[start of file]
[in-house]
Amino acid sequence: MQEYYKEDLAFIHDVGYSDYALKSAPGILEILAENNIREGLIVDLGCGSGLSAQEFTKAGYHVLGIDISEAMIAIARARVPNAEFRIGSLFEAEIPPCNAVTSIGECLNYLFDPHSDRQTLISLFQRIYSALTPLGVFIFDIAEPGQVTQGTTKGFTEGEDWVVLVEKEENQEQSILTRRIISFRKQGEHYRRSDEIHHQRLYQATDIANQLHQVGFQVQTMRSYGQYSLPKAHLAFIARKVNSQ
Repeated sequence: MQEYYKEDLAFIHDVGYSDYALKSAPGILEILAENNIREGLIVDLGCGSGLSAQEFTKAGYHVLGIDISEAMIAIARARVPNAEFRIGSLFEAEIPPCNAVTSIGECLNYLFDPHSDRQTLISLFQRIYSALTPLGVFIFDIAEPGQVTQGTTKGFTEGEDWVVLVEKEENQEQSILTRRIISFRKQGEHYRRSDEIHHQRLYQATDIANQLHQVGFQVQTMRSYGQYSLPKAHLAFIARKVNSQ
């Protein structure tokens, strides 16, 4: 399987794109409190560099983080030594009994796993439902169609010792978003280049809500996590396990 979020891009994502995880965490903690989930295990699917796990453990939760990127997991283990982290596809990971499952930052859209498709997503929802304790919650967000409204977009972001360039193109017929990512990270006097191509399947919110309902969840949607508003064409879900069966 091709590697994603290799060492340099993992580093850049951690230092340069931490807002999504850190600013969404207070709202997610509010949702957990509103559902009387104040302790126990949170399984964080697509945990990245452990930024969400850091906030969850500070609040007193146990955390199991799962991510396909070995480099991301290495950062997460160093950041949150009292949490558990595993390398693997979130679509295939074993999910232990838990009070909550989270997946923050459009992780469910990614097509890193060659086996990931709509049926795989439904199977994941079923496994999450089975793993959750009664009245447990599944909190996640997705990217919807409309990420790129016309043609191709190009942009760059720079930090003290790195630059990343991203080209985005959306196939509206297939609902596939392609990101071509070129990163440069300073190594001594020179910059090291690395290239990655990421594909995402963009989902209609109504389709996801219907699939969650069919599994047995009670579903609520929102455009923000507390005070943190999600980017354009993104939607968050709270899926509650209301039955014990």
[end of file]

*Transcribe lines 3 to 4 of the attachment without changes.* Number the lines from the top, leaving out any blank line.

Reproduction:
Repeated sequence: MQEYYKEDLAFIHDVGYSDYALKSAPGILEILAENNIREGLIVDLGCGSGLSAQEFTKAGYHVLGIDISEAMIAIARARVPNAEFRIGSLFEAEIPPCNAVTSIGECLNYLFDPHSDRQTLISLFQRIYSALTPLGVFIFDIAEPGQVTQGTTKGFTEGEDWVVLVEKEENQEQSILTRRIISFRKQGEHYRRSDEIHHQRLYQATDIANQLHQVGFQVQTMRSYGQYSLPKAHLAFIARKVNSQ
């Protein structure tokens, strides 16, 4: 399987794109409190560099983080030594009994796993439902169609010792978003280049809500996590396990 979020891009994502995880965490903690989930295990699917796990453990939760990127997991283990982290596809990971499952930052859209498709997503929802304790919650967000409204977009972001360039193109017929990512990270006097191509399947919110309902969840949607508003064409879900069966 091709590697994603290799060492340099993992580093850049951690230092340069931490807002999504850190600013969404207070709202997610509010949702957990509103559902009387104040302790126990949170399984964080697509945990990245452990930024969400850091906030969850500070609040007193146990955390199991799962991510396909070995480099991301290495950062997460160093950041949150009292949490558990595993390398693997979130679509295939074993999910232990838990009070909550989270997946923050459009992780469910990614097509890193060659086996990931709509049926795989439904199977994941079923496994999450089975793993959750009664009245447990599944909190996640997705990217919807409309990420790129016309043609191709190009942009760059720079930090003290790195630059990343991203080209985005959306196939509206297939609902596939392609990101071509070129990163440069300073190594001594020179910059090291690395290239990655990421594909995402963009989902209609109504389709996801219907699939969650069919599994047995009670579903609520929102455009923000507390005070943190999600980017354009993104939607968050709270899926509650209301039955014990």